Rohingya crisis: When only one side is heard, everybody loses

A Rohingya woman, who identifies herself as Norjahan, waits at Shapuri Dip in Cox's Bazar on Sept 22 with her children and nieces after fleeing Myanmar. She fled her home with no money and just a mosquito net to shelter the kids when they sleep in the open. She says she is waiting to be joined by her husband. PHOTO: TAN HUI YEE

COX's BAZAR - I was standing on Bangladeshi territory staring at the hills of Myanmar when word got around there were visitors in the village. The locals crowded around, trying to tell my translator and I what they had witnessed. Five Rohingya Muslims who were shot by Myanmar soldiers were buried in this village, they said.

Show me the graves, I asked. They led me uphill, motioning me to remove my shoes out of respect for the dead as we reached the plot of freshly plowed earth. The graves were unmarked. Trying to describe the bodies, one villager fished out his mobile phone. That's how I found myself looking at the photograph of an angry, gaping hole blown into a dead person's temple.

Keyboard warriors on both sides of this deadly Rohingya crisis know the drill when confronted with something they don't want to believe: Doubt. Challenge. And dismiss it as propaganda. One only needs to wade briefly into social media to see the depth of polarisation, and the ferocity with which Burmese are defending actions against the Rohingya, who are reviled as illegal "Bengali" migrants imported by British colonial administrators, and now branded as terrorists.

On Aug 25, a ragtag militant group calling itself the Arakan Rohingya Salvation Army (ARSA) attacked 30 police posts and an army base. Security forces swept across northern Rakhine state. Over half a million Rohingya fled across the border to Bangladesh in one month, while 30,000 ethnic Rakhines and other ethnic groups were displaced within the state.

Whatever that happened in between has been the subject of intense scrutiny by journalists barred from independent access to the area, and trying to piece together the picture from government-controlled tours as well as testimonies from the refugees now seeking shelter in Bangladesh.

In the absence of impartial investigation, conspiracy theories are proliferating. A Rohingya man, for example, even suggested to me that ARSA was created by the ethnic Burmese majority to destroy the Rohingya.

One of the most striking things about this crisis is how Senior General Min Aung Hlaing, who heads Myanmar's powerful and autonomous military, received so little global attention when the Western media obsessed over the initial silence of Nobel prize-winning leader Aung San Suu Kyi about atrocities committed in Rakhine state.

The other intriguing aspect is how a nation which rallied behind Ms Suu Kyi's political party in a decisive vote against military dominance merely two years ago (2015), is now putting up so little challenge to the soldiers' narrative that they are merely defending the country's sovereignty.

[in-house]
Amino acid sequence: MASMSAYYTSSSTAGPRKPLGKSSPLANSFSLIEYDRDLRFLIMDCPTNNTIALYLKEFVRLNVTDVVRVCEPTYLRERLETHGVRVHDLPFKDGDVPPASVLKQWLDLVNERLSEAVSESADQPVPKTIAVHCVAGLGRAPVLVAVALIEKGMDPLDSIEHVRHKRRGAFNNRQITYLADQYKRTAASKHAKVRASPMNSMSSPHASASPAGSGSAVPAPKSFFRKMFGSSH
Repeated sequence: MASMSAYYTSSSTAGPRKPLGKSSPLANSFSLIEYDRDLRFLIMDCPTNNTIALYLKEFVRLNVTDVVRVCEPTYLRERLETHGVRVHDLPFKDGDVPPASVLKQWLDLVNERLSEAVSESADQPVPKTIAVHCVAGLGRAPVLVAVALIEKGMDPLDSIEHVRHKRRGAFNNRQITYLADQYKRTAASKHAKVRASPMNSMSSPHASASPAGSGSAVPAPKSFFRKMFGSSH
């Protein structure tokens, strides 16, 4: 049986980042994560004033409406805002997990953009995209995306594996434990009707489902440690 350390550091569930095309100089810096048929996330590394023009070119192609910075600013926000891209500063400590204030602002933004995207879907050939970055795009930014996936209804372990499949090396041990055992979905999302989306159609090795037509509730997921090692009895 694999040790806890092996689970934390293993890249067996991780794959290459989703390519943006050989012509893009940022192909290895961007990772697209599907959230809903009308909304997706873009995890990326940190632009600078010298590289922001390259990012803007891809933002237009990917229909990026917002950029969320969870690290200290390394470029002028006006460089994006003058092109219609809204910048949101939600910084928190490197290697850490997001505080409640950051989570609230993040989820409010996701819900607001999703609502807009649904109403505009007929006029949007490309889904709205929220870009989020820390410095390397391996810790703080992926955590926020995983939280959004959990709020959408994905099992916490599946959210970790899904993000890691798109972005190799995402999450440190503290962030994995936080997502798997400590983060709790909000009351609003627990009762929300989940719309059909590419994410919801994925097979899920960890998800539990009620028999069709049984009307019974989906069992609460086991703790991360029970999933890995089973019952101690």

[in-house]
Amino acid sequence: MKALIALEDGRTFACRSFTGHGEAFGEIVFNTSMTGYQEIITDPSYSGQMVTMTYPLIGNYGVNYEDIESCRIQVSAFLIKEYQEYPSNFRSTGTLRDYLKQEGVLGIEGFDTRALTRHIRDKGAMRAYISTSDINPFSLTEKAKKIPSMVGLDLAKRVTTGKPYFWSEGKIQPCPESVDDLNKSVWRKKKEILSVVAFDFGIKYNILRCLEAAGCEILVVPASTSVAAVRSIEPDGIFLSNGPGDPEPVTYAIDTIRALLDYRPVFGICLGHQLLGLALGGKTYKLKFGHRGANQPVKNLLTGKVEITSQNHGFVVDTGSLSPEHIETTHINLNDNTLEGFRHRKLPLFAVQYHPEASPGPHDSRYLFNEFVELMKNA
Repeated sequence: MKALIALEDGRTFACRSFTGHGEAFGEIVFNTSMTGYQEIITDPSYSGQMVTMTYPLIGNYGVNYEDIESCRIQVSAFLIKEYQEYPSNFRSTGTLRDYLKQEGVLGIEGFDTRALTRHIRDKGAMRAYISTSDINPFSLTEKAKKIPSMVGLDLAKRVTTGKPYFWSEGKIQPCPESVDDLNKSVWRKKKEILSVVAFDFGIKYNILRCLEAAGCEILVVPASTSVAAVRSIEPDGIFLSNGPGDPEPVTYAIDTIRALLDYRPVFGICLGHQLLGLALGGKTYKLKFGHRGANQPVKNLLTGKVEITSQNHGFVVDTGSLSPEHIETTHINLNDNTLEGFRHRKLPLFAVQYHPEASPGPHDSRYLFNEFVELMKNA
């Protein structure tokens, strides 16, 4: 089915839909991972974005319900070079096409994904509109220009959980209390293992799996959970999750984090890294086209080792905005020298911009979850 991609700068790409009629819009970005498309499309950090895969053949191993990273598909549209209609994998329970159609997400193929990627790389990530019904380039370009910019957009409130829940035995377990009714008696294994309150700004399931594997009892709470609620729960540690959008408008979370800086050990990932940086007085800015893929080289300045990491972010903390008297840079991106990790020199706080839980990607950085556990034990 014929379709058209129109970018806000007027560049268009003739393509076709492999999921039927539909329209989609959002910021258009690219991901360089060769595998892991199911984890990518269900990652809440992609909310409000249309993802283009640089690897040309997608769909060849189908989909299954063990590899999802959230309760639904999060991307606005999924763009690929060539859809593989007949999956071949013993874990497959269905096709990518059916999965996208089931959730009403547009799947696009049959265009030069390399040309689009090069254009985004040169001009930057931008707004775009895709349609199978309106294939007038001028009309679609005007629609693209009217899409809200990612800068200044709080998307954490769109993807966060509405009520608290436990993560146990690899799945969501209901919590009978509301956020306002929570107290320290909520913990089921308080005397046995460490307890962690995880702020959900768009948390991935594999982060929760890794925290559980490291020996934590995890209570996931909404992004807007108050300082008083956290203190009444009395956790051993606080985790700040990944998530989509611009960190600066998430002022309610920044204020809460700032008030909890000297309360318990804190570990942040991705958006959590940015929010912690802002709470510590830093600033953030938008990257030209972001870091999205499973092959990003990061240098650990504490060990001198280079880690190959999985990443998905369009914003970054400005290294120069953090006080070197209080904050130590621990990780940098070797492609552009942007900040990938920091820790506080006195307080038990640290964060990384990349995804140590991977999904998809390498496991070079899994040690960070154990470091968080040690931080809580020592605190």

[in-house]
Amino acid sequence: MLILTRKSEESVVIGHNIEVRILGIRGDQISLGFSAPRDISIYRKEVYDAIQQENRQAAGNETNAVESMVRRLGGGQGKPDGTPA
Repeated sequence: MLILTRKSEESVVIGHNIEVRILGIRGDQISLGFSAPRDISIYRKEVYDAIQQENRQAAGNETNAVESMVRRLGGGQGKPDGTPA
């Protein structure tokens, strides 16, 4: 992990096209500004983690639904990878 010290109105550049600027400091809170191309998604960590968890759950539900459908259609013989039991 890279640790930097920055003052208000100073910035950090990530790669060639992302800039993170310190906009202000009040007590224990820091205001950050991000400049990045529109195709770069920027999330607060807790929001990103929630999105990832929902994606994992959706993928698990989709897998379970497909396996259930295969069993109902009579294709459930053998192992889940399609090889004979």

The backstory is understandably complex. While Muslims have long lived in Rakhine state, large numbers were introduced under colonial rule. Tens of thousands of people from both sides have died in waves of communal violence between the ethnic Rakhines and Rohingya over the past century. And ARSA's emergence has coincided with regional panic over jihadist terrorism.

But there is mounting evidence that grave physical harm has been inflicted on large numbers of people. Around Shapuri Dip in Cox's Bazar, a common landing site for those fleeing to Bangladesh, scores of Rohingya women in niqab sit on the edge of the pavement, hoping for aid from passing locals. Some wear blank, exhausted expressions, while one grabs my arm while whispering her plea.

Observers have noted how Rohingya women, fearing sexual assault, were quick to flee across the border at the first hint of crackdown. Medical staff treating raped Rohingya women told Reuters they saw signs that the women's genitals were intentionally cut, and that they were penetrated with firearms.

Rape and sexual violence are not a new weapons of war in Myanmar. They have featured in the military's long running campaigns against armed groups from ethnic minorities like the Shans and Kachins. Tellingly, the landmark 2015 ceasefire agreement specifically stated that the military and eight ethnic armed organisation signatories are to avoid raping or sexually violating women and children.

Yet Myanmar nationalists have responded to the Rohingya rape reports by displaying images of what Naypyitaw says are 45 Hindus who were massacred and dumped in mass graves by ARSA.

The point is, our concern should not be about which side committed a worse atrocity, but the fact that an atrocity took place.

While there is little faith in ARSA's denials that it targeted civilians, there are no winners in this toxic propaganda war.

Civilians from all sides ultimately bear the cost.

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